Write 1 paragraph (about 150-200 words) describing your topic, including the films you analyse, and positing a potential hypothesis that suggests what your essay’s main argument might be.
- Select ONE topic from the ESSAY TOPICS section below.
- Select the film or films about which you wish to write on that topic.
- ***YOUR TUTORIAL LEADER MUST APPROVE ALL FILMS BEFORE YOU BEGIN WRITING YOUR ESSAY***
- The “compare and contrast” essay format with two different films is a tried and true way to explore a topic, but you are free to organize your essay as you wish.
- You are advised to choose a significant scene or sequence from EACH film to analyze.
DUE IN TUTORIAL 5 MARCH:
Write a film analysis essay on one of the topics below.
- You are encouraged to write about films that we have seen – or will see – in class. you may write on a film (or television episode) not seen in class.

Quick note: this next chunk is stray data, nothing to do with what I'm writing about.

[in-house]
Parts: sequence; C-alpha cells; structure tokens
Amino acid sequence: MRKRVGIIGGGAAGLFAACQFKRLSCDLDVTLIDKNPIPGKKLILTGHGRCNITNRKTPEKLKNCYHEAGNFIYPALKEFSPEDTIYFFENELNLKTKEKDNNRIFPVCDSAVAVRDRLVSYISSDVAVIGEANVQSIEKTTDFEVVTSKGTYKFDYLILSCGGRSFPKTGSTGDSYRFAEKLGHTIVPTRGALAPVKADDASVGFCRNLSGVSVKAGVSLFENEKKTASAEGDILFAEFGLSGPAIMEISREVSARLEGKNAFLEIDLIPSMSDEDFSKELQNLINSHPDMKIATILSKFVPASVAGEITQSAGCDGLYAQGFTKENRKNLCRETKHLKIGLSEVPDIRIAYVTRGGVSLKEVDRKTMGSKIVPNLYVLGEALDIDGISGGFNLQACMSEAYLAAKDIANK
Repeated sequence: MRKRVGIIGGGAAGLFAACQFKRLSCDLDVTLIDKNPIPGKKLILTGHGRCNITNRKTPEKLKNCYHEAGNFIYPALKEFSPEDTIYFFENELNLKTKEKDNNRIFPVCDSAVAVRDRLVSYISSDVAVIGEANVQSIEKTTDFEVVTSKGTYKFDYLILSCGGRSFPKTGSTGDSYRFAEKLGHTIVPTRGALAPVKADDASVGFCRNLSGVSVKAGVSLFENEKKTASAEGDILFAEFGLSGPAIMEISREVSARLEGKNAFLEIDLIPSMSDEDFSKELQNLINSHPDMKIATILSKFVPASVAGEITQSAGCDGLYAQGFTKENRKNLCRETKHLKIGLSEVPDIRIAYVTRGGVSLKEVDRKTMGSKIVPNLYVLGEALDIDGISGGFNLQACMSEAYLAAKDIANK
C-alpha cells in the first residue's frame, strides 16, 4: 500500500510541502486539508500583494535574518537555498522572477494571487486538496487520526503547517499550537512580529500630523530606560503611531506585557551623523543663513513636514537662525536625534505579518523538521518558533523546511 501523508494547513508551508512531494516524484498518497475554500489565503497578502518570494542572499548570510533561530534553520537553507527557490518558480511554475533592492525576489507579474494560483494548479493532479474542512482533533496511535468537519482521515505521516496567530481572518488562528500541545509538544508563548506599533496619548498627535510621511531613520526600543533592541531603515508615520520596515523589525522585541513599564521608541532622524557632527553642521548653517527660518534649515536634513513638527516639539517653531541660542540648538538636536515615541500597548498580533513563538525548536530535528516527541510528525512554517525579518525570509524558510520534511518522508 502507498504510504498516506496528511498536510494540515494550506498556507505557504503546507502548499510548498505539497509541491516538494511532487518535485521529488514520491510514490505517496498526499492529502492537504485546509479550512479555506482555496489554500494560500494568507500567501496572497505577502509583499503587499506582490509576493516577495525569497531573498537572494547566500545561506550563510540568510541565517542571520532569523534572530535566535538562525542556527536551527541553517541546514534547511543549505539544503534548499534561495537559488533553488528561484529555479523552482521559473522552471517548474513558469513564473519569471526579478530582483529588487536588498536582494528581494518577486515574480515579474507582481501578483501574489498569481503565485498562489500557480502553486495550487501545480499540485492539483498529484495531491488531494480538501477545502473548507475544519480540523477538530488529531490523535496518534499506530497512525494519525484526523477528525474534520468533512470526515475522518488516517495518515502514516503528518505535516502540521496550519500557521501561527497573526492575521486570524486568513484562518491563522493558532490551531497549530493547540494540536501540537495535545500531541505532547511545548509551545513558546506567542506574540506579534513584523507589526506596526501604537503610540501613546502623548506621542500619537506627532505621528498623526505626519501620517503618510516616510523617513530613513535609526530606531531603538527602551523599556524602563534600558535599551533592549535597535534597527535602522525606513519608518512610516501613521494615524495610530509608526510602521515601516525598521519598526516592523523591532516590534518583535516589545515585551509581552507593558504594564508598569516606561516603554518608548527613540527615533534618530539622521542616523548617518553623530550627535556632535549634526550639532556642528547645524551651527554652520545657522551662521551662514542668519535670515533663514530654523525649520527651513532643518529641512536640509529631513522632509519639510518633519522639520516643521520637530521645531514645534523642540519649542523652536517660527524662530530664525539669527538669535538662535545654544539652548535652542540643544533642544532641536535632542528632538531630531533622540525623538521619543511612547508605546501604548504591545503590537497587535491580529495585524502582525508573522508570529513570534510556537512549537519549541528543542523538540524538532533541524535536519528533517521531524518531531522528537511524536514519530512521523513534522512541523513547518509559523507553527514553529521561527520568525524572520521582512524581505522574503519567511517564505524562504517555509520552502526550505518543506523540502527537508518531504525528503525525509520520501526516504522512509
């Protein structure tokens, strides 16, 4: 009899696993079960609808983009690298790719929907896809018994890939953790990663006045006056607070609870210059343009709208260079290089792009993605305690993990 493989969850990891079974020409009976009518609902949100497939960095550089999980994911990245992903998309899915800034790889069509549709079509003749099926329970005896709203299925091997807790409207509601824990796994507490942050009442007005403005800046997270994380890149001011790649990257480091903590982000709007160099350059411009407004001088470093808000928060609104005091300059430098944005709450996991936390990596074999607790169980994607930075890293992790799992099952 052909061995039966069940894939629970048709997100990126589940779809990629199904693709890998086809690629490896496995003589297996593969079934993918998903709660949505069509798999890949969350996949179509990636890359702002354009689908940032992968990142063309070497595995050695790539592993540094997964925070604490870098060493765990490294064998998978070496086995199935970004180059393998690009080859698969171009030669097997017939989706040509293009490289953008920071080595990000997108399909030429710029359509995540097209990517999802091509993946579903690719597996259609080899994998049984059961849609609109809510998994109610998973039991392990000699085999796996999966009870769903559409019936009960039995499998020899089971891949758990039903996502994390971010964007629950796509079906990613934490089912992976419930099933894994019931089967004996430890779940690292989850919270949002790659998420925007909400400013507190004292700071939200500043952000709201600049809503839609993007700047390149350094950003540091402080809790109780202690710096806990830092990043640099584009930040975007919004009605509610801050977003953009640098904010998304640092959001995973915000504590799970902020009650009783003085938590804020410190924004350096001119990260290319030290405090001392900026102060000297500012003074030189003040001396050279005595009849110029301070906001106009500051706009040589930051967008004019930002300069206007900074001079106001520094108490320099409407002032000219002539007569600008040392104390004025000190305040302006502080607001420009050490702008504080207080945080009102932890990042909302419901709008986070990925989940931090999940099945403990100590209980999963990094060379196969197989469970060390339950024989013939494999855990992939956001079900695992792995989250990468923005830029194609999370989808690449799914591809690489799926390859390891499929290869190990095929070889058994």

- You must quote from at least two textual research sources in your essay (not essays read for class).
- All essays must address how style and form construct your film(s)’ meaning.
1. The Attraction. Discuss the similarities and differences between the early cinema of attractions and contemporary spectacle films with reference to Tom Gunning’s article. Compare and contrast an early film (made before 1915) and a contemporary film. Pay attention especially to the role of the narrative, mise-en-scène, cinematography, and editing.
2. Eisenstein & Montage. Examine Eisenstein’s arguments about aesthetic form and montage in “The Dramaturgy of Film Form.” Eisenstein proposes that spectators’ ideas and emotions can be powerfully affected by film form. Chose 1-2 examples of film, television, or other media forms (e.g., advertisements, video games, etc.) that can productively be analysed using Eisenstein’s theory. What political or social values are expressed in the examples you consider?